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Statistical Methods and Scientific Induction

Ronald Fisher
Journal of the Royal Statistical Society. Series B (Methodological)
Vol. 17, No. 1 (1955), pp. 69-78
Published by: Wiley for the Royal Statistical Society
Stable URL: http://www.jstor.org/stable/2983785
Page Count: 10
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Statistical Methods and Scientific Induction
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Abstract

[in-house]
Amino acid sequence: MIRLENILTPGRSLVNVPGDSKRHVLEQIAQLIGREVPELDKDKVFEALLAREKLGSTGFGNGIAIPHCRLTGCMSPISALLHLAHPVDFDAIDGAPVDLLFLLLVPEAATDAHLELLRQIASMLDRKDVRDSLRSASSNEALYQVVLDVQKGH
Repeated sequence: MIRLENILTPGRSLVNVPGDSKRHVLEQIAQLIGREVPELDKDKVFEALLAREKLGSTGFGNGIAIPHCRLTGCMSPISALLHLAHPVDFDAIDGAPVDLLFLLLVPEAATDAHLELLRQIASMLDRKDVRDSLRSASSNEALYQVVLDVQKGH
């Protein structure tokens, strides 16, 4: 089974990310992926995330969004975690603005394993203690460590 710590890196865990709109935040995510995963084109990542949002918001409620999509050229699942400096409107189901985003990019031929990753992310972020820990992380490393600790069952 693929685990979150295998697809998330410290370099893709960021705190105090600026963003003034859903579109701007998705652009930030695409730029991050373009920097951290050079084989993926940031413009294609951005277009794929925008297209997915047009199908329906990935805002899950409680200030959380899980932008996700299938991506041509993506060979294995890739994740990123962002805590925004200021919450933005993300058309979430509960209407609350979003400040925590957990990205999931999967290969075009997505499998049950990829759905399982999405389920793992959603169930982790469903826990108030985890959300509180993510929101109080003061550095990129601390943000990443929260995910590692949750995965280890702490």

The attempt to reinterpret the common tests of significance used in scientific research as though they constituted some kind of acceptance procedure and led to "decisions" in Wald's sense, originated in several misapprehensions and has led, apparently, to several more. The three phrases examined here, with a view to elucidating the fallacies they embody, are: (i) "Repeated sampling from the same population", (ii) Errors of the "second kind", (iii) "Inductive behaviour". Mathematicians without personal contact with the Natural Sciences have often been misled by such phrases. The errors to which they lead are not always only numerical.

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